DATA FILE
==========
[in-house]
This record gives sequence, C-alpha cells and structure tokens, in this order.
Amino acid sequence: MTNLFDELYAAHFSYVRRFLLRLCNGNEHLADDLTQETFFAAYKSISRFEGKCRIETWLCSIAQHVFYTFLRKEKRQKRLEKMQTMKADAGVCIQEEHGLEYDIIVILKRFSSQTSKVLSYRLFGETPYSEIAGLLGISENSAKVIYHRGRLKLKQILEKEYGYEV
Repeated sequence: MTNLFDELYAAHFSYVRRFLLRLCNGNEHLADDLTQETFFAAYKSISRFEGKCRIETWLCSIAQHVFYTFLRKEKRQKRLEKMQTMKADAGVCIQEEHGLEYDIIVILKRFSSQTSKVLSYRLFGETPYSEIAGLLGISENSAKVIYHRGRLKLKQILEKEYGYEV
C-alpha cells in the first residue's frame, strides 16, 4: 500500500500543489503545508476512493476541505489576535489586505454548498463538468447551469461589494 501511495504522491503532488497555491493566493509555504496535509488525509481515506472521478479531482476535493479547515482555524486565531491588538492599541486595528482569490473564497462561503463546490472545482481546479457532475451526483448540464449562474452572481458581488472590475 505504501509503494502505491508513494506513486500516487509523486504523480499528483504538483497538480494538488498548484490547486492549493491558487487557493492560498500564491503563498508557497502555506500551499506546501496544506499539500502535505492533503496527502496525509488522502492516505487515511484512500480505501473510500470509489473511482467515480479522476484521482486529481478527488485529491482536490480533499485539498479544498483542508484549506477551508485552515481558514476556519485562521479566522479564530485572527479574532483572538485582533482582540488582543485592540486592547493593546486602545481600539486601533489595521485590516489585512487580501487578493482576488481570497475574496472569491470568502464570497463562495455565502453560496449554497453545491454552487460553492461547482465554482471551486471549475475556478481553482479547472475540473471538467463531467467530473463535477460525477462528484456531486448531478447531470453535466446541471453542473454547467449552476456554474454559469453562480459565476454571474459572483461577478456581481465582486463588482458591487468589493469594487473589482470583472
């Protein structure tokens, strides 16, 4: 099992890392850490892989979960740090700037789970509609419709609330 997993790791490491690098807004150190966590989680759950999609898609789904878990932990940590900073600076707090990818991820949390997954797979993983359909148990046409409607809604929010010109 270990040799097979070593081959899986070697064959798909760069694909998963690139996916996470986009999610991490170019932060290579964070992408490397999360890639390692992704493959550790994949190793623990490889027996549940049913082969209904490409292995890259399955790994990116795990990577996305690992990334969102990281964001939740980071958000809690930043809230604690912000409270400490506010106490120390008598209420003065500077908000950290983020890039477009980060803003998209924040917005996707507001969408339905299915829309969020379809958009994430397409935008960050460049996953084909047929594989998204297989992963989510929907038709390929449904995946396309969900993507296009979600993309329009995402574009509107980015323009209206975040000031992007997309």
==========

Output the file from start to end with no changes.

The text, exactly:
[in-house]
This record gives sequence, C-alpha cells and structure tokens, in this order.
Amino acid sequence: MTNLFDELYAAHFSYVRRFLLRLCNGNEHLADDLTQETFFAAYKSISRFEGKCRIETWLCSIAQHVFYTFLRKEKRQKRLEKMQTMKADAGVCIQEEHGLEYDIIVILKRFSSQTSKVLSYRLFGETPYSEIAGLLGISENSAKVIYHRGRLKLKQILEKEYGYEV
Repeated sequence: MTNLFDELYAAHFSYVRRFLLRLCNGNEHLADDLTQETFFAAYKSISRFEGKCRIETWLCSIAQHVFYTFLRKEKRQKRLEKMQTMKADAGVCIQEEHGLEYDIIVILKRFSSQTSKVLSYRLFGETPYSEIAGLLGISENSAKVIYHRGRLKLKQILEKEYGYEV
C-alpha cells in the first residue's frame, strides 16, 4: 500500500500543489503545508476512493476541505489576535489586505454548498463538468447551469461589494 501511495504522491503532488497555491493566493509555504496535509488525509481515506472521478479531482476535493479547515482555524486565531491588538492599541486595528482569490473564497462561503463546490472545482481546479457532475451526483448540464449562474452572481458581488472590475 505504501509503494502505491508513494506513486500516487509523486504523480499528483504538483497538480494538488498548484490547486492549493491558487487557493492560498500564491503563498508557497502555506500551499506546501496544506499539500502535505492533503496527502496525509488522502492516505487515511484512500480505501473510500470509489473511482467515480479522476484521482486529481478527488485529491482536490480533499485539498479544498483542508484549506477551508485552515481558514476556519485562521479566522479564530485572527479574532483572538485582533482582540488582543485592540486592547493593546486602545481600539486601533489595521485590516489585512487580501487578493482576488481570497475574496472569491470568502464570497463562495455565502453560496449554497453545491454552487460553492461547482465554482471551486471549475475556478481553482479547472475540473471538467463531467467530473463535477460525477462528484456531486448531478447531470453535466446541471453542473454547467449552476456554474454559469453562480459565476454571474459572483461577478456581481465582486463588482458591487468589493469594487473589482470583472
């Protein structure tokens, strides 16, 4: 099992890392850490892989979960740090700037789970509609419709609330 997993790791490491690098807004150190966590989680759950999609898609789904878990932990940590900073600076707090990818991820949390997954797979993983359909148990046409409607809604929010010109 270990040799097979070593081959899986070697064959798909760069694909998963690139996916996470986009999610991490170019932060290579964070992408490397999360890639390692992704493959550790994949190793623990490889027996549940049913082969209904490409292995890259399955790994990116795990990577996305690992990334969102990281964001939740980071958000809690930043809230604690912000409270400490506010106490120390008598209420003065500077908000950290983020890039477009980060803003998209924040917005996707507001969408339905299915829309969020379809958009994430397409935008960050460049996953084909047929594989998204297989992963989510929907038709390929449904995946396309969900993507296009979600993309329009995402574009509107980015323009209206975040000031992007997309």